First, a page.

Have You Been to The Standard, High Line’s Grown-Up Playground Yet?

Sofia Elias with her Playing to Play installation at The Standard, High Line. Photography by Sean Davidson. All images courtesy of The Standard.

Utilitarian, colors always primary, features stock and standard: the playgrounds of New York fulfill their function, but, if being honest, maybe aren’t all that fun. Sofia Elias is doing something about that. With her interactive installation, Playing to Play, in The Standard, High Line’s front yard, Elias converts a stretch of sidewalk into a public good.

Hailing from Mexico City, the multifaceted artist has made a career out of provoking established architectural dictums, outfitting run-of-the-mill structures with mechanisms for interaction. "The research and sculptural elements I’ve been studying come to a proposal where play has no specific agenda, is not functional and has no clear or known norms," says Elias. The structure, which was unveiled May 5, was put to the test yesterday with the opening of the hotel’s La Plaz, a taqueria and bar serving drinks and dishes curbside all summer long. Guests could be seen hanging from the suspended rings and tipping back in the loveseat swing. "Users' actions are what determine the use and purpose of the objects and space, rather than vice-versa," she adds. 

With Playing to Play, the artist expands upon concepts established previously in her thesis presentation, “Jugando a Jugar,” which delved into the concept of play in children's spaces. Having previously set up playgrounds in the states of Tabasco and Quintana Roo, Mexico, Elias continues her project with an intervention that invites users to engage with objects void of a predetermined function. "The designs in this project do not seek to newly formalize playground design, but rather to mix multiple possibilities among play objects that already exist in collective culture," she notes. These structures encourage individuals to take ownership of their surroundings through unencumbered experimentation.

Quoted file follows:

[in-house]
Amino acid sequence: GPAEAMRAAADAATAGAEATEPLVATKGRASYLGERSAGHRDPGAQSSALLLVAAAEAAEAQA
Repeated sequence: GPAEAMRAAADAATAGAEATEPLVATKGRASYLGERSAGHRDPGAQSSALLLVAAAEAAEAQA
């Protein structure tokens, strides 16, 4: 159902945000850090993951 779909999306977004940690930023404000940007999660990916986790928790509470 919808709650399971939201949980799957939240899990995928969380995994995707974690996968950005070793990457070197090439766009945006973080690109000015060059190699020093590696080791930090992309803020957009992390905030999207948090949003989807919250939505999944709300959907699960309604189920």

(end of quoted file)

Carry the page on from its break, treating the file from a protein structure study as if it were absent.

The palpable sense of childlike wonder paired well with the dishes circulating the space from local hotspot Taqueria Ramírez, as well as the ice-cold beers and rare sunny weather. In the shoulder-to-shoulder crowd, fashion commentator Anthony Urbano, style blogger Justin Livingston, photographer Kira MacLean, and more could be spotted exploring the space.

In addition to her installation, Elias's jewelry brand, Blobb, will be showcased at The Shop at The Standard, High Line. Founded by Elias in 2019 as a means of reconnecting with the tactile world after years spent in the realm of digital design, Blobb offers unique, handmade pieces that reflect Elias's playful aesthetic and reverence for imperfection. No matter installation or wearable art, Elias is always seeking joyful experimentation: "My designs come out of my need to play, experiment with material, and create with my own hands." 

Through her innovative approach to her own practice and the design of public spaces, Elias invigorates audiences and spurs them to find their own joy in creative expression. Finally, a “playground” worth the visit.